We’ve been implicitly using expressions up until now; we just haven’t clarified them. For our purposes, an expression is anything that follows a
\in. In this section we’ll cover some general expression modifiers.
We’ve used these for a while now:
/\ is and,
\/ is or. We can join expressions with them. The one subtlety is that this is the only case where TLA+ is whitespace sensitive. If you start a line with an indented junction, TLA+ considers that the start of a subclause. For example,
/\ TRUE \/ TRUE /\ FALSE \* (T \/ T) /\ F /\ TRUE \/ TRUE \/ FALSE \* (T /\ (T \/ F)) \/ TRUE \/ TRUE /\ FALSE \* T \/ (T /\ F)
Etc. As a general rule of thumb:
Generally if you mess this up the spec will crash, so you’re unlikely to get a logic bug through this.
Any expression can use LET-IN to add local operators and definitions to just that expression alone.
LET IsEven(x) == x % 2 = 0 IN IsEven(5) LET IsEven(x) == x % 2 = 0 Five == 5 IN IsEven(Five) LET IsEven(x) == LET Zero == 2 IN x % Zero = Zero Five == 5 IN IsEven(Five)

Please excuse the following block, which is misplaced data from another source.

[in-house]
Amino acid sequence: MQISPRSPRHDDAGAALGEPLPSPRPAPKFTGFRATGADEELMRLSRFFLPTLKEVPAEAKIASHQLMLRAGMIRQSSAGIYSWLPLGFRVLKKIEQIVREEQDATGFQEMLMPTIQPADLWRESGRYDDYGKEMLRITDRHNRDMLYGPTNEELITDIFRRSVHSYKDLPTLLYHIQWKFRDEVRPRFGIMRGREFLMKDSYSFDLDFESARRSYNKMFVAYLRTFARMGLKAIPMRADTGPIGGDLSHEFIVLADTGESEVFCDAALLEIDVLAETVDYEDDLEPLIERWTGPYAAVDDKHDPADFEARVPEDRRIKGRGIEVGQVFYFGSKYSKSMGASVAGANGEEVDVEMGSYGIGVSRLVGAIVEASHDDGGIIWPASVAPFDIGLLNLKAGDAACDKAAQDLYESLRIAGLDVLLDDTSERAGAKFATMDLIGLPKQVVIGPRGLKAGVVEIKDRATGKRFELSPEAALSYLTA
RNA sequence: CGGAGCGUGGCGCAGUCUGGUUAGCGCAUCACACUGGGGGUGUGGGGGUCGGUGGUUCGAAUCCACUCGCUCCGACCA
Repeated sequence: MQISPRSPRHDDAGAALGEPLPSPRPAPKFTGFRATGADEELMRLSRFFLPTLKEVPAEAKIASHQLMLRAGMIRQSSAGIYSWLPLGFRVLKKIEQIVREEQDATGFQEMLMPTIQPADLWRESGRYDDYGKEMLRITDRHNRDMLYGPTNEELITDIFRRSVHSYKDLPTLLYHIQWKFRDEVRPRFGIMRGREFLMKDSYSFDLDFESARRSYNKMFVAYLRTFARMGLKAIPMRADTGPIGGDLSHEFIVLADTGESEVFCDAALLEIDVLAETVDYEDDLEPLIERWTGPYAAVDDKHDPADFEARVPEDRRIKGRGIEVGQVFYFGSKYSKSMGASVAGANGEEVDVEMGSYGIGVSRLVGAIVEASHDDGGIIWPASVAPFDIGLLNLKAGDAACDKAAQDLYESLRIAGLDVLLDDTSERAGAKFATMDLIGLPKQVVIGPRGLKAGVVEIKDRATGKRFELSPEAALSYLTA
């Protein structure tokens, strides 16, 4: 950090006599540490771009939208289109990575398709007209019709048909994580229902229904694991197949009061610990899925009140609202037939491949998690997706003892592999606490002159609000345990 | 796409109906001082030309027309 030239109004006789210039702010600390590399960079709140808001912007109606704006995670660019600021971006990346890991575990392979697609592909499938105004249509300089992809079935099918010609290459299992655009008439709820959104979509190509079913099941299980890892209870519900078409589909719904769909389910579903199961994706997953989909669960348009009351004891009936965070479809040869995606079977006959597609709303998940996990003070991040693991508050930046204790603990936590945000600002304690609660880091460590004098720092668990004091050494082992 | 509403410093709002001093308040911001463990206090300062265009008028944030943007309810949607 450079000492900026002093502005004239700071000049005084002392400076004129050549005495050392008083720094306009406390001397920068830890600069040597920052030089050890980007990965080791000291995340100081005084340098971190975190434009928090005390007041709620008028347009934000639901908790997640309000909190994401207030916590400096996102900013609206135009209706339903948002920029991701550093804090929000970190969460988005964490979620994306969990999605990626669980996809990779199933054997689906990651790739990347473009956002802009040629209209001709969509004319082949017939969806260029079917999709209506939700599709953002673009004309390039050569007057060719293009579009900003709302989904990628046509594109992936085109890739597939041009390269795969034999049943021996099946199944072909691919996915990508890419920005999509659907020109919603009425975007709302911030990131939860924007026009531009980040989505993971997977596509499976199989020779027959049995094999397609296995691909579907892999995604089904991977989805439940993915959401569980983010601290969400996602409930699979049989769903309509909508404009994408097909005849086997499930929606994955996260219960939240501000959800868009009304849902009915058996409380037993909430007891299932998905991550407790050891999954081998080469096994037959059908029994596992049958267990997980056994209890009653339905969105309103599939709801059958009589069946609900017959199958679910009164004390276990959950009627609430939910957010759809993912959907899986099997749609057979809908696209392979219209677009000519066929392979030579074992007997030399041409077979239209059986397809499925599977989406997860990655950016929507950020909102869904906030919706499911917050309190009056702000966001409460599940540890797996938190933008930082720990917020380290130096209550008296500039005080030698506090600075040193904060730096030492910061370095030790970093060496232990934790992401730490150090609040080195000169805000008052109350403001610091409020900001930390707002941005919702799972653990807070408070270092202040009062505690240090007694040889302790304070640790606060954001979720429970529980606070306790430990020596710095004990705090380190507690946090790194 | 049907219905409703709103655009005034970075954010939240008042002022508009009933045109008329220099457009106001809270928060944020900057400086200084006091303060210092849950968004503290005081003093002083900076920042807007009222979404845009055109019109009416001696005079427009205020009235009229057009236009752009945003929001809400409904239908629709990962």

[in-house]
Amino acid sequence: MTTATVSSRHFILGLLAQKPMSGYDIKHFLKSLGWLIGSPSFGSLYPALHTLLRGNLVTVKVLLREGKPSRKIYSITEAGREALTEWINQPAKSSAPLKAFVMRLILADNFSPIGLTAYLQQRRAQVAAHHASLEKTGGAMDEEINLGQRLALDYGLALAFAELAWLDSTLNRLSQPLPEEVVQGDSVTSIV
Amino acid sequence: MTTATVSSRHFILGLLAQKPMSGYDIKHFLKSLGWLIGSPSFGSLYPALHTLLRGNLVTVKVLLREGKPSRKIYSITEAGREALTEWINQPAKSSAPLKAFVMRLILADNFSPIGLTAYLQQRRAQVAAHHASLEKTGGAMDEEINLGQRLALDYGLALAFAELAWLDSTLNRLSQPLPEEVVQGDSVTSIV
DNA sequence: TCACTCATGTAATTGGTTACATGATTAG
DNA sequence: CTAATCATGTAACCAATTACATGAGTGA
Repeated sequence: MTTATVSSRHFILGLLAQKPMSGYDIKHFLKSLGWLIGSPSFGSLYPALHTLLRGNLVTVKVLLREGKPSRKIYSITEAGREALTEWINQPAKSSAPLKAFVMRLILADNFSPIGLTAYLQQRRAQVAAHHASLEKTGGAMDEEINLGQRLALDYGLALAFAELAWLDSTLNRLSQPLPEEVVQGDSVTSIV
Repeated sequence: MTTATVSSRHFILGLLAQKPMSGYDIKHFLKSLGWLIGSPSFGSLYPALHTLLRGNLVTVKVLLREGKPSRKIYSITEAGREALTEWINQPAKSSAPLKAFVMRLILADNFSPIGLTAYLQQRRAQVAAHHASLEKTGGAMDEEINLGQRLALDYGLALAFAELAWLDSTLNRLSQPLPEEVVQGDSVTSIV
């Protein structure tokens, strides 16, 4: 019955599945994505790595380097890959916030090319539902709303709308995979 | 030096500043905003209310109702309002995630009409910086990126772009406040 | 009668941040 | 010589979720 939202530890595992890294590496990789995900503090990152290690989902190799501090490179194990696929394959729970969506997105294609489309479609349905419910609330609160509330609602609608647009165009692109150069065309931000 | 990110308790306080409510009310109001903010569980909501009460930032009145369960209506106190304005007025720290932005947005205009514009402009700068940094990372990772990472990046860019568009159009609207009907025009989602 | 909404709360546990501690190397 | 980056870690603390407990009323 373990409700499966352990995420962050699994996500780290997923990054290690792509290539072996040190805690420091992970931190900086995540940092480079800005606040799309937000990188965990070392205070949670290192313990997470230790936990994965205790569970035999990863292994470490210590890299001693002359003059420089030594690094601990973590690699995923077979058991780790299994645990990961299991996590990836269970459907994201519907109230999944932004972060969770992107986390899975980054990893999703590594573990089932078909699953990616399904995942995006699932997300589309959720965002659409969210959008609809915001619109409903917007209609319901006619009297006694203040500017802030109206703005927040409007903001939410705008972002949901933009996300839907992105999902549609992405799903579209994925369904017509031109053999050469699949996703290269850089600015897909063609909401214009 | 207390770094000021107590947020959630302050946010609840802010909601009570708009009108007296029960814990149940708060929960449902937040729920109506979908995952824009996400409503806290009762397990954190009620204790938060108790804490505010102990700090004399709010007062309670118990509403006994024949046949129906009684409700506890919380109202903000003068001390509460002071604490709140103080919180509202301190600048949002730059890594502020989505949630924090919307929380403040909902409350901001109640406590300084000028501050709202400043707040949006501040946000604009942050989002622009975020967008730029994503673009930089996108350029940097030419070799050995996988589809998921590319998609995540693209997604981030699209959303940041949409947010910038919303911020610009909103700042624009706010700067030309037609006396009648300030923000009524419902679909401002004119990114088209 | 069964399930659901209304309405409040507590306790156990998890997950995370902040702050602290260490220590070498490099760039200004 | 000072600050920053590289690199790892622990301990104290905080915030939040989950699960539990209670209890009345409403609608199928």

The whitespace does not matter: we can write
LET IsEven(x) == x % 2 = 0 Five == 5 IN IsEven(Five) and it will correctly parse it as two separate operators in the LET. You should use newlines though, because you care about legibility.
This is exactly what you expect it to be.
IsEven(x) == IF x % 2 = 0 THEN TRUE ELSE FALSE
As before, alignment doesn’t matter, but you should align them anyway unless you really hate your coworkers.
Case is mostly how you’d expect it to act, with one subtle difference.
CASE x = 1 -> TRUE  x = 2 -> TRUE  x = 3 -> 7  OTHER -> FALSE
OTHER is the default. If none of the cases match and you leave out an OTHER, TLC considers that an error. If more than one match, though, TLC will pick one for you and not branch. In other words, the following code
CASE TRUE -> FALSE  TRUE -> TRUE
May or may not be true. Be careful.
All parts of expressions are expressions or identifiers, so you can put expressions inside other expressions. Additionally, all expressions can be used inside PlusCal code.